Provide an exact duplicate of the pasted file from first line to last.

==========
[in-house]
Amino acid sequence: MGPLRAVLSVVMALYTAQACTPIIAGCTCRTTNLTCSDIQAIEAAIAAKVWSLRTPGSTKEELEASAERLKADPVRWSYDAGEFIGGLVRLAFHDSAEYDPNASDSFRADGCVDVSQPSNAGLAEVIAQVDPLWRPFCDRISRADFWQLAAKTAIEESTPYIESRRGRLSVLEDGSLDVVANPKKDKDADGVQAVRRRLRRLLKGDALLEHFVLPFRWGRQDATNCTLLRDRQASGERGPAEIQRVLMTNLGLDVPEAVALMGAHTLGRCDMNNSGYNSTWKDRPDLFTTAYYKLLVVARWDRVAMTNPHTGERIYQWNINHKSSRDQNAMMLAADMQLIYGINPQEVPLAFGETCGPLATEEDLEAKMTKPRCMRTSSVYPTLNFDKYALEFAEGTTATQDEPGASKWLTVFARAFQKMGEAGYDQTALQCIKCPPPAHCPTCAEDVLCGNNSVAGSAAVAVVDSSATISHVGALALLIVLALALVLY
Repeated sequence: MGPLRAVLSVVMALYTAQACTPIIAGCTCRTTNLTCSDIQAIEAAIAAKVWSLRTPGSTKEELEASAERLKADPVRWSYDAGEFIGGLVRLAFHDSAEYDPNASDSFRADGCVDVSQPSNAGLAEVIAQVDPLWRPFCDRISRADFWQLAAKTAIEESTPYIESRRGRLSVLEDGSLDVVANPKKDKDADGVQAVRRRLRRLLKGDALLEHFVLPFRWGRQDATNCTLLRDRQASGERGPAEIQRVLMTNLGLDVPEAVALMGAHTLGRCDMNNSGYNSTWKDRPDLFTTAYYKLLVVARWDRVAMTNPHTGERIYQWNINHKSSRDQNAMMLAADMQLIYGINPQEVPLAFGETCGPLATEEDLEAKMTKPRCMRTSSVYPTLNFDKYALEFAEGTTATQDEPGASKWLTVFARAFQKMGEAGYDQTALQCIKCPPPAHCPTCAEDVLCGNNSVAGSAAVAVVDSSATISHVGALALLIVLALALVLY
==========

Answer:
[in-house]
Amino acid sequence: MGPLRAVLSVVMALYTAQACTPIIAGCTCRTTNLTCSDIQAIEAAIAAKVWSLRTPGSTKEELEASAERLKADPVRWSYDAGEFIGGLVRLAFHDSAEYDPNASDSFRADGCVDVSQPSNAGLAEVIAQVDPLWRPFCDRISRADFWQLAAKTAIEESTPYIESRRGRLSVLEDGSLDVVANPKKDKDADGVQAVRRRLRRLLKGDALLEHFVLPFRWGRQDATNCTLLRDRQASGERGPAEIQRVLMTNLGLDVPEAVALMGAHTLGRCDMNNSGYNSTWKDRPDLFTTAYYKLLVVARWDRVAMTNPHTGERIYQWNINHKSSRDQNAMMLAADMQLIYGINPQEVPLAFGETCGPLATEEDLEAKMTKPRCMRTSSVYPTLNFDKYALEFAEGTTATQDEPGASKWLTVFARAFQKMGEAGYDQTALQCIKCPPPAHCPTCAEDVLCGNNSVAGSAAVAVVDSSATISHVGALALLIVLALALVLY
Repeated sequence: MGPLRAVLSVVMALYTAQACTPIIAGCTCRTTNLTCSDIQAIEAAIAAKVWSLRTPGSTKEELEASAERLKADPVRWSYDAGEFIGGLVRLAFHDSAEYDPNASDSFRADGCVDVSQPSNAGLAEVIAQVDPLWRPFCDRISRADFWQLAAKTAIEESTPYIESRRGRLSVLEDGSLDVVANPKKDKDADGVQAVRRRLRRLLKGDALLEHFVLPFRWGRQDATNCTLLRDRQASGERGPAEIQRVLMTNLGLDVPEAVALMGAHTLGRCDMNNSGYNSTWKDRPDLFTTAYYKLLVVARWDRVAMTNPHTGERIYQWNINHKSSRDQNAMMLAADMQLIYGINPQEVPLAFGETCGPLATEEDLEAKMTKPRCMRTSSVYPTLNFDKYALEFAEGTTATQDEPGASKWLTVFARAFQKMGEAGYDQTALQCIKCPPPAHCPTCAEDVLCGNNSVAGSAAVAVVDSSATISHVGALALLIVLALALVLY